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William Makepeace Thackeray. (1811–1863). Vanity Fair.
The Harvard Classics Shelf of Fiction. 1917.

Criticisms and Interpretations. IV. By William Samuel Lilly

I SHALL inquire, presently, of what kind Thackeray’s philosophy of life was. First let me say what it was not. There are those—Taine is among them—who find him a misanthrope; a charge which, by the way, was brought against Balzac. The accusation seems to me wholly unjust in both cases. To speak of Thackeray merely, he drew the world around him, as he saw it, extenuating nothing, but, assuredly, setting down nothing in malice. He saw clearly enough—as who that has eyes must not see?—the seamy side of society: its littleness, its meanness, its selfishness, its baseness, its false religionism, its secret impurities—in a word which sums all up, its worldliness. I remember hearing a very learned and pious divine, the late Father Dalgairns, once tell a particularly smart congregation, “society is the devil’s church.” I do not know whether Thackeray would have gone as far as that. Certainly, however, “Vanity Fair” might stand as the title of every one of his books. But clearly as he saw, and vividly as he painted, the seamy side of society, he was no misanthrope, as Taine fancies. He saw with equal clearness, and painted with equal vividness, the truth and incorruptness, the purity and goodness, the love and pity which exist side by side with the abounding evil. He discerned in these things the real goods of human existence, and felt for them that reverence which Ruskin has happily called “the chief joy and power of life.” Taine seems to me particularly unhappy in calling him a disciple of Swift. In my judgment there is hardly anything in common between his genial humor and the saeva indignatio, the savage wrath, of that arch-inquisitor of human nature. Pungent as his satire often was, the man was overflowing with the milk of human kindness. “If Fun is good, Truth is still better, and Love is the best of all,” are the words with which he concludes his “Book of Snobs.” They seem to me an accurate expression of his mind.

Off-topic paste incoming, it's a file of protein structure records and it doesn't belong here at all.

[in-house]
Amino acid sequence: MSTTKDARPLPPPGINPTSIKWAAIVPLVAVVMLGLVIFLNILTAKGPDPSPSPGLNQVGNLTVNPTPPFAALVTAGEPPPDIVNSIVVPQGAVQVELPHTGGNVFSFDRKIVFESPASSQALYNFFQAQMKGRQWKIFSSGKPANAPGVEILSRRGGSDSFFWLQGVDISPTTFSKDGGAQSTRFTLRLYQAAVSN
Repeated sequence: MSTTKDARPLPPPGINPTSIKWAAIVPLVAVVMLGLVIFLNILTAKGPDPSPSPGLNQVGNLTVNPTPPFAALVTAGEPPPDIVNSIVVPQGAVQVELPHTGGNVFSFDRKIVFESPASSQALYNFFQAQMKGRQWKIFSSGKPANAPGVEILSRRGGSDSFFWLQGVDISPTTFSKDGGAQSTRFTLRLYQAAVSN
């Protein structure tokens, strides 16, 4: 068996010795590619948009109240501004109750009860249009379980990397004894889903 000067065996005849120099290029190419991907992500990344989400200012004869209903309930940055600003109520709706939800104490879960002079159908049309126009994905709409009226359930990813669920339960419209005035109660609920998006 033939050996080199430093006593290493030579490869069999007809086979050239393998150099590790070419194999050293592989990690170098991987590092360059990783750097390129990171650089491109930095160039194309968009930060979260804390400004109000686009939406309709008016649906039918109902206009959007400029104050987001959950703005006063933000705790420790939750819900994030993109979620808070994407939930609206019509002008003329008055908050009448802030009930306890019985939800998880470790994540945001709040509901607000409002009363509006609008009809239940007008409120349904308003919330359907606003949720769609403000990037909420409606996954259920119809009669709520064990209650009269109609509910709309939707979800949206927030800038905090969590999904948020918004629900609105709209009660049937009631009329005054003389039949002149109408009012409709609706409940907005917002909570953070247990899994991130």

Again, I cannot agree with Taine in his complaint—which has been made by hundreds of others—that the good people in Thackeray, if I may so call them, are contemptible and uninteresting. Colonel Newcome, George Warrington, nay, even Arthur Pendennis, particularly interest me as admirable specimens of what I take to be the best kind of man now extant on this planet, the English gentleman. And then his women, his good women. Surely Amelia Sedley is the very type of all that is “pure womanly”: Laura, in her “finished chasten’d purity,” “the queen of marriage;” while in Ethel Newcome we have “a perfect woman, nobly planned, to guide, to counsel, and command.” Thackeray, happily, lived at a time before the strong-minded woman had come into fashion—at a time when it was generally received and believed that “woman is not undeveloped man, but diverse.”

But I am treading on dangerous ground. Let me go on to notice another of Taine’s complaints of Thackeray, whom he finds a cynic. The complaint is echoed by thousands, by hundreds of thousands. I confess it seems to me that those who make it, speak unadvisedly with their lips: that they have not realized what a cynic is. I find no cynicism in Thackeray’s pages. If you want to see what real cynicism is take up “Candide.” In that incomparably witty book you have a perfect specimen of it. There Voltaire, under pretense of stripping off our illusions, strips us of our primary moral sympathies, of our fundamental ethical beliefs. But it is precisely to those sympathies and beliefs that Thackeray appeals, “those high instincts,” as Wordsworth calls them in magnificent verse familiar, doubtless, to all here—

  • “High instincts, before which our mortal Nature
  • Did tremble, like a guilty Thing surprised,”
  • and which are the most certain of all our certainties. To those sympathies, beliefs, instincts, I say, Thackeray ever appealed, to recall us from the worship of Mammon, the worship of rank, the worship of notoriety, to the worship of goodness, and truth, and love. Nor is it true, as Taine complains, that he has turned the novel into mere satire. True it is that in him we have a satirist who, to quote Pope’s description of Horace, “without method talks us into sense.” But true it is also that beneath his satire, there are springs of tenderness and pathos which are ever welling up. He is full of those “thoughts that do often lie too deep for tears.” He knew well that we apprehend moral verities not only with the intellect, but also with the heart; [Greek] as the Greeks said; with the whole of our spiritual being. Nor let it be objected that he presents us with nothing better than trite moralities, “copy-book maxims.” Sidney Smith, in whom the very voice of common sense seems often to speak, has happily said, “It is the calling of great men not so much to preach new truths, as to rescue from oblivion those old truths which it is our wisdom to remember and our weakness to forget.”—From “Four English Humorists” (1895).